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This narrow street, lined with parked cars but devoid of people, is both unwelcoming and unsafe for cyclists. Anne Lusk, CC BY-ND

By Anne Lusk

Designing for bikes has become a hallmark of forward-looking modern cities worldwide. Bike-friendly city ratings abound, and advocates promote cycling as a way to reduce problems ranging from air pollution to traffic deaths.

But urban cycling investments tend to focus on the needs of wealthy riders and neglect lower-income residents and people of color. This happens even though the majority of Americans who bike to work live in households that earn less than $10,000 yearly, and studies in lower-income neighborhoods in Brooklyn and Boston have found that the majority of bicyclists were non-white.

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Students wear face masks as they are picked up early from school due to pollution in Bangkok, Thailand, Jan. 30. Anusak Laowilas / NurPhoto / Getty Images

Air pollution levels in Bangkok have gotten so bad that the city's governor, Police General Asawin Kwanmuang, ordered more than 400 schools to close through Friday.

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A retired Concorde supersonic passenger jet on the roof of the Auto & Technik museum in Sinsheim, Germany. Gilbert Sopakuwa / Flickr

The return of supersonic airplanes would result in 96 million metric tons of carbon pollution per year, according to a new study released Wednesday by the International Council on Clean Transportation.

"In our era of runaway climate change, swapping fuel efficiency for speed is a devil's bargain," said Clare Lakewood, a senior attorney at the Center for Biological Diversity. "The aviation industry should be reducing its massive carbon footprint, not enlarging it with exorbitant luxuries for the super-wealthy. Supersonics are catastrophic for the climate."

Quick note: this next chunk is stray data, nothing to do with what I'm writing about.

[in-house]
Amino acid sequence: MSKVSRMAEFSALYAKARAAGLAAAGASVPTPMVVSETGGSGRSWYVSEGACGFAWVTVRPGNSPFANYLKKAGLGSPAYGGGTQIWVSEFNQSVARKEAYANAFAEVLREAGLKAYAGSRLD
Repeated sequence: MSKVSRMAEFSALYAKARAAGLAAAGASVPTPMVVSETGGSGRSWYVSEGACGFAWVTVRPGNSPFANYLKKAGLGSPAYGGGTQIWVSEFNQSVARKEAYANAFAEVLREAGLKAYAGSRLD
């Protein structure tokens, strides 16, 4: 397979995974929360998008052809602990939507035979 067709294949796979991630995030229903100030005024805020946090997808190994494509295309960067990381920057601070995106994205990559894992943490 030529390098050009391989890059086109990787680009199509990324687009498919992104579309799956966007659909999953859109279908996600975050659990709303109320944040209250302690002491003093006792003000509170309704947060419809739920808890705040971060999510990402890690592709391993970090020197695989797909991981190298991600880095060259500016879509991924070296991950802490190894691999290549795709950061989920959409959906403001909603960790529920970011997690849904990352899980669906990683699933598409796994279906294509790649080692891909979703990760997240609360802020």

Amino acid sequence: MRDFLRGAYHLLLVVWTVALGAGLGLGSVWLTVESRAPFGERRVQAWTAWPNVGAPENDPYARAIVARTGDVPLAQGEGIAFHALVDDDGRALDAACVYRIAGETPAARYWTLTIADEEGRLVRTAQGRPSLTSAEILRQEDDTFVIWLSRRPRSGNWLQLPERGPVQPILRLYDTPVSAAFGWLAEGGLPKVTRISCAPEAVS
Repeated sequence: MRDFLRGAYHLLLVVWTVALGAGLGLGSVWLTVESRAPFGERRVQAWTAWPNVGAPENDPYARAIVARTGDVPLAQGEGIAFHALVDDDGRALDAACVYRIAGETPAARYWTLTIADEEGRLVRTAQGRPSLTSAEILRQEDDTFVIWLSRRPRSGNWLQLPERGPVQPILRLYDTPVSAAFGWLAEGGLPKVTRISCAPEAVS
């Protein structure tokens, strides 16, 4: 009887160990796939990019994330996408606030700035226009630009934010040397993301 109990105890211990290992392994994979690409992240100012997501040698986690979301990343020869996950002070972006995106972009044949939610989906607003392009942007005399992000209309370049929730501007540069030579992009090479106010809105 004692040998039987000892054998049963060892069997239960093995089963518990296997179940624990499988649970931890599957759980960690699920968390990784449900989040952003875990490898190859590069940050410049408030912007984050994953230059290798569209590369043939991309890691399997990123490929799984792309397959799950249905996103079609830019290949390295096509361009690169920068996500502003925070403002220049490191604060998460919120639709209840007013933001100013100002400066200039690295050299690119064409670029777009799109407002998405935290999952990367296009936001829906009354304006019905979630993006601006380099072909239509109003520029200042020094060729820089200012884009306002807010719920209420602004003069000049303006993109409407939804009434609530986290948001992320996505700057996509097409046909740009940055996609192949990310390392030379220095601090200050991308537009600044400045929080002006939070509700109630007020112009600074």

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Before and after renderings of Tillary Street near the Brooklyn Bridge. New York City DOT

By Sonja Dümpelmann

Many cities, in recent years, have initiated tree planting campaigns to offset carbon dioxide emissions and improve urban microclimates.

In 2007, New York City launched MillionTrees NYC, a program designed to plant 1 million new trees along streets, in parks and on private and public properties by 2017. They hit their goal two years ahead of time.

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Greta Thunberg, who ignited global "school strikes for climate," delivers a video address urging those in positions of power to take bold climate action. Twitter / GretaThunberg

By Andrea Germanos

Sixteen-year-old climate activist Greta Thunberg threw down the gauntlet to the global elite gathered in the Swiss Alps for the World Economic Forum (WEF) this week, urging them to work towards meaningful climate action in order to "safeguard the future living conditions for humankind."

"Some people say that the climate crisis is something that we all have created. But that is just another convenient lie," the Swedish teen says in a video posted to Twitter. The video was also posted on the WEF Facebook page and was intended to be shown to the attendees inside.

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Martin Luther King Jr. at steps of the Lincoln Memorial where he delivered his famous, "I Have a Dream" speech in 1963.

"Injustice anywhere is a threat to justice everywhere." Dr. Martin Luther King Jr.'s words and actions continue to resonate on the 90th anniversary of his birth.

As the country honors the life and legacy of the iconic civil rights leader today, we are reminded that the social justice and the climate movements are deeply connected.

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